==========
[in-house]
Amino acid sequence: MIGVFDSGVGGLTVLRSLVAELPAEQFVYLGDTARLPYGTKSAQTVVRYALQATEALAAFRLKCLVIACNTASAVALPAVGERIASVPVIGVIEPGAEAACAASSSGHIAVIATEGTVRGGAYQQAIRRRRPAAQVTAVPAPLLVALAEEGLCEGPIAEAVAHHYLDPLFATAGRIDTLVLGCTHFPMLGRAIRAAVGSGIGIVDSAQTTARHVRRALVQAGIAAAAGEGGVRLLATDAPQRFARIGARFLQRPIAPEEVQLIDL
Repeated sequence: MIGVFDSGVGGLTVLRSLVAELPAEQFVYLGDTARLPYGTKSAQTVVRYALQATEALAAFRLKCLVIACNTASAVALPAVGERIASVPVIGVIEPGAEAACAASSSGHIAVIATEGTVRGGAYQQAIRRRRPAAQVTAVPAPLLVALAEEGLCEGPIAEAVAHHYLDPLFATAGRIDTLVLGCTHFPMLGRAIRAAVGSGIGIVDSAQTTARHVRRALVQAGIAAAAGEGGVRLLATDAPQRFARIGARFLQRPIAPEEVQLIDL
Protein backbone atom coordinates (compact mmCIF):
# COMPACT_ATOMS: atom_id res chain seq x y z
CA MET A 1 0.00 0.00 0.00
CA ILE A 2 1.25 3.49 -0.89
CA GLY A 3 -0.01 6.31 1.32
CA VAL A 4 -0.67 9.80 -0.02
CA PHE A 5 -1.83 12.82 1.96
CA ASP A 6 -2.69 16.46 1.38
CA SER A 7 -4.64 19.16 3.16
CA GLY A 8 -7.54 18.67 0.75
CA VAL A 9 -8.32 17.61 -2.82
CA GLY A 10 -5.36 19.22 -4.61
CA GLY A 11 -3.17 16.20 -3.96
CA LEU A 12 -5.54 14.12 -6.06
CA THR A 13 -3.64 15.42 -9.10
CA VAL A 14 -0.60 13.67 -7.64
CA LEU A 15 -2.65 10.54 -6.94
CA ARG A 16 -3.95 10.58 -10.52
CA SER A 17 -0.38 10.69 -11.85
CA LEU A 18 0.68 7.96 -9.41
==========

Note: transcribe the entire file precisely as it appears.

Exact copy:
[in-house]
Amino acid sequence: MIGVFDSGVGGLTVLRSLVAELPAEQFVYLGDTARLPYGTKSAQTVVRYALQATEALAAFRLKCLVIACNTASAVALPAVGERIASVPVIGVIEPGAEAACAASSSGHIAVIATEGTVRGGAYQQAIRRRRPAAQVTAVPAPLLVALAEEGLCEGPIAEAVAHHYLDPLFATAGRIDTLVLGCTHFPMLGRAIRAAVGSGIGIVDSAQTTARHVRRALVQAGIAAAAGEGGVRLLATDAPQRFARIGARFLQRPIAPEEVQLIDL
Repeated sequence: MIGVFDSGVGGLTVLRSLVAELPAEQFVYLGDTARLPYGTKSAQTVVRYALQATEALAAFRLKCLVIACNTASAVALPAVGERIASVPVIGVIEPGAEAACAASSSGHIAVIATEGTVRGGAYQQAIRRRRPAAQVTAVPAPLLVALAEEGLCEGPIAEAVAHHYLDPLFATAGRIDTLVLGCTHFPMLGRAIRAAVGSGIGIVDSAQTTARHVRRALVQAGIAAAAGEGGVRLLATDAPQRFARIGARFLQRPIAPEEVQLIDL
Protein backbone atom coordinates (compact mmCIF):
# COMPACT_ATOMS: atom_id res chain seq x y z
CA MET A 1 0.00 0.00 0.00
CA ILE A 2 1.25 3.49 -0.89
CA GLY A 3 -0.01 6.31 1.32
CA VAL A 4 -0.67 9.80 -0.02
CA PHE A 5 -1.83 12.82 1.96
CA ASP A 6 -2.69 16.46 1.38
CA SER A 7 -4.64 19.16 3.16
CA GLY A 8 -7.54 18.67 0.75
CA VAL A 9 -8.32 17.61 -2.82
CA GLY A 10 -5.36 19.22 -4.61
CA GLY A 11 -3.17 16.20 -3.96
CA LEU A 12 -5.54 14.12 -6.06
CA THR A 13 -3.64 15.42 -9.10
CA VAL A 14 -0.60 13.67 -7.64
CA LEU A 15 -2.65 10.54 -6.94
CA ARG A 16 -3.95 10.58 -10.52
CA SER A 17 -0.38 10.69 -11.85
CA LEU A 18 0.68 7.96 -9.41